This morning I woke up to the very sad news that my uncle had passed away. Another beautiful person, taken by the cruel and relentless disease that is cancer. Cancer really is a bitch. I shed a tear as I told Mick the news and then I pulled myself together for a day at work. I didn’t speak about it at work - I smiled, I laughed and I got shit done. I didn’t feel the need to share or talk about it, to anyone - it may be hard to believe, but I’m a pretty private person. As I drove home, thoughts and memories started to fill my mind and so came the tears.
Tears of all of my childhood memories of him.
Tears of warmth about that time he took me to the Pride parade in San Francisco when I was 10, because I begged, even though I didn’t understand what Pride was all about back then.
Tears of joy that we got to hang out with him, my aunty and my cousins a few years back when we were in Colorado.
Tears of happiness that because of that visit, they were inspired to visit us for their first ever snow holiday.
Tears that he is no longer with us.
Tears of anger at the suffering that he had to go through.
Tears from being thankful that his suffering has finally ended.
Tears of guilt and regret that I hadn’t written that letter to him that I had been meaning to.
Tears of wondering how life can be so fragile and temporary.
Tears of passion at the importance of living your best life, nurturing relationships with family and friends.
Tears at the realisation that I am not practicing what I preach.
This self realisation journey made me see that although I could keep my grieving and sadness private, I shouldn’t.
I write a lot about living your best life and ‘finding your adventure’, yet I have found myself caught up in the madness of life recently. I know this because although my mind keeps up, my body tells me no. But after the news about my uncle this morning, I had a bit of a reality check.
I accept that the daily challenges in life that I am facing are real, and they are probably just versions of what challenges you have in your life too. But in the whole scheme of things, are they really as bad as they seem? I’m not discounting them, I know that life isn’t always easy. But are we sweating the small things? Are we losing focus of what is really important in life? Are we making time to take care of ourselves, to connect with our family and friends?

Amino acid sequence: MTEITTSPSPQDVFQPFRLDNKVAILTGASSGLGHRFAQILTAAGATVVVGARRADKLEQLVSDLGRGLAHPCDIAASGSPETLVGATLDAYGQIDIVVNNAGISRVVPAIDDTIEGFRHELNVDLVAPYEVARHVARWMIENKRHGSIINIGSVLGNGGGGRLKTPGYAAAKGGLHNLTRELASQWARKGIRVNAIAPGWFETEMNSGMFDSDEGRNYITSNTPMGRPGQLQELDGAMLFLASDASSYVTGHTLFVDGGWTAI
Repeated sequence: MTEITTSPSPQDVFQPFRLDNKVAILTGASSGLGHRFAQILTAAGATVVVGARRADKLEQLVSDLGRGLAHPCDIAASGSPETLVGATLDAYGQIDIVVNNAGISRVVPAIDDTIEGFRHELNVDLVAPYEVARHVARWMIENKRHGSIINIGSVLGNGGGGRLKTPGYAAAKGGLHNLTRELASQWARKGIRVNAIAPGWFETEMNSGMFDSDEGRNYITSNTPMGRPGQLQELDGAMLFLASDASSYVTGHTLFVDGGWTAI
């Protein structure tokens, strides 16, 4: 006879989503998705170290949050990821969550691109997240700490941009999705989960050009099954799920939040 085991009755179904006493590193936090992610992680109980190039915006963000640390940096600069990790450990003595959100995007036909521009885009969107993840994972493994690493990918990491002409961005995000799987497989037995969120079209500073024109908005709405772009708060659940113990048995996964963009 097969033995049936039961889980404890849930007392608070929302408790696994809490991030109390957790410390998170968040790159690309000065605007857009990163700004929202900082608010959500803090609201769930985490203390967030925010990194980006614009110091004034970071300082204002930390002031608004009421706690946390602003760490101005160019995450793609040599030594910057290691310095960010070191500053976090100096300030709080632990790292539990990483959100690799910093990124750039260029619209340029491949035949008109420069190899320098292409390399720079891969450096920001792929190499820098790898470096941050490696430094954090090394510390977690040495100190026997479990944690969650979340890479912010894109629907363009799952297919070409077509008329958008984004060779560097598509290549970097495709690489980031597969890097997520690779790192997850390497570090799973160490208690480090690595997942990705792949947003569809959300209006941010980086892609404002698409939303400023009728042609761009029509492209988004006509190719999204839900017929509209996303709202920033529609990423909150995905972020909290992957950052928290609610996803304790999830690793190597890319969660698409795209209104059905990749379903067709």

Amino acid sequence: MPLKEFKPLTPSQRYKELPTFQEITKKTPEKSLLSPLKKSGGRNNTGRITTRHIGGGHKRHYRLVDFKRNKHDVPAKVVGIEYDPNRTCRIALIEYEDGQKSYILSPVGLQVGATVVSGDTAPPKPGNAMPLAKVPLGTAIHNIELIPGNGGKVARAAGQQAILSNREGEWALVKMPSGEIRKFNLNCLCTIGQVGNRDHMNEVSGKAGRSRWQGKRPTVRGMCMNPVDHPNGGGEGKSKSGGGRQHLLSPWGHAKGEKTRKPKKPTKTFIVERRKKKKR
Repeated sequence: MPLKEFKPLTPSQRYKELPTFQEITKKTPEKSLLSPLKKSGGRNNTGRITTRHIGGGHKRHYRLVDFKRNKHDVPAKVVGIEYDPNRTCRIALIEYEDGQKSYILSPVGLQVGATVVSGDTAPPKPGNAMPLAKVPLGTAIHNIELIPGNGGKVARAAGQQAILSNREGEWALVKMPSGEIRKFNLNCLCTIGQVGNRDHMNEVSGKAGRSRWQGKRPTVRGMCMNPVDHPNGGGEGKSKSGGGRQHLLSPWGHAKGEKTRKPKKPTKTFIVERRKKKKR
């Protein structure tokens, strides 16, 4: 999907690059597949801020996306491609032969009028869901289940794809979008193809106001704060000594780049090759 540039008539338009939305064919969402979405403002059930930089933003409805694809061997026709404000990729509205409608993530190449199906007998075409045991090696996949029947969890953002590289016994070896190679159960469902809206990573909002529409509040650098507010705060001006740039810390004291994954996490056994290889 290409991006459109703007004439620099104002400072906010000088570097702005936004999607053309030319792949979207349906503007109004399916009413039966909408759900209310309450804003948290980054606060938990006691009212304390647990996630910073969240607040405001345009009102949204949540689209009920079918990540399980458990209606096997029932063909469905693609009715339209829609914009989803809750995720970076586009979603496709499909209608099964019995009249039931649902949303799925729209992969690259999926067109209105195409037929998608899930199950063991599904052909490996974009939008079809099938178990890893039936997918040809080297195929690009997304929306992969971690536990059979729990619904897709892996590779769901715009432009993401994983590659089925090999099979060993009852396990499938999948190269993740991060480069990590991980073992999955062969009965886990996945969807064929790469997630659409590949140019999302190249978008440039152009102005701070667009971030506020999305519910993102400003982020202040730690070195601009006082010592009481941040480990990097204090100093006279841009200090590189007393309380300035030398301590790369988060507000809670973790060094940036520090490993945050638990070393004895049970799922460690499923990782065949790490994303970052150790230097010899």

My poor uncle had to leave behind my gorgeous aunty and my two young cousins who are barely teenagers. I can’t even begin to imagine what they must be going through. I don’t really care for sayings like ’it was his time’ because frankly, no matter how you look at it, it’s still shitty. I really, really regret not writing that letter to him and I am annoyed at myself for momentarily forgetting about the things that are true to me - the philosophy and values that sit behind what The Snow Chasers is all about.
I write a lot, but it is usually about happy things so writing this was not easy. I hope that this will be something that will resonate with many of you in some way, but more importantly a little reminder to check yourselves. Remember what is important in life to you, don’t focus on the things that aren’t and go and give someone you love a giant hug.
Please don’t feel the need to leave comments giving your condolences, this isn’t about me.
To my Uncle David - thank you for having been in our lives. I am glad that you are no longer suffering. We will miss you.
Jen spends most of her time following Mick around the mountain, often unintentionally off jumps and cliff drops. Currently on a mission to prove that you’re never too old to try freestyle. Aside from snowboarding, a little obsessed about tattoos, CrossFit, saving animals, learning to play the guitar and clean eating. Web designer and digital marketing nerd.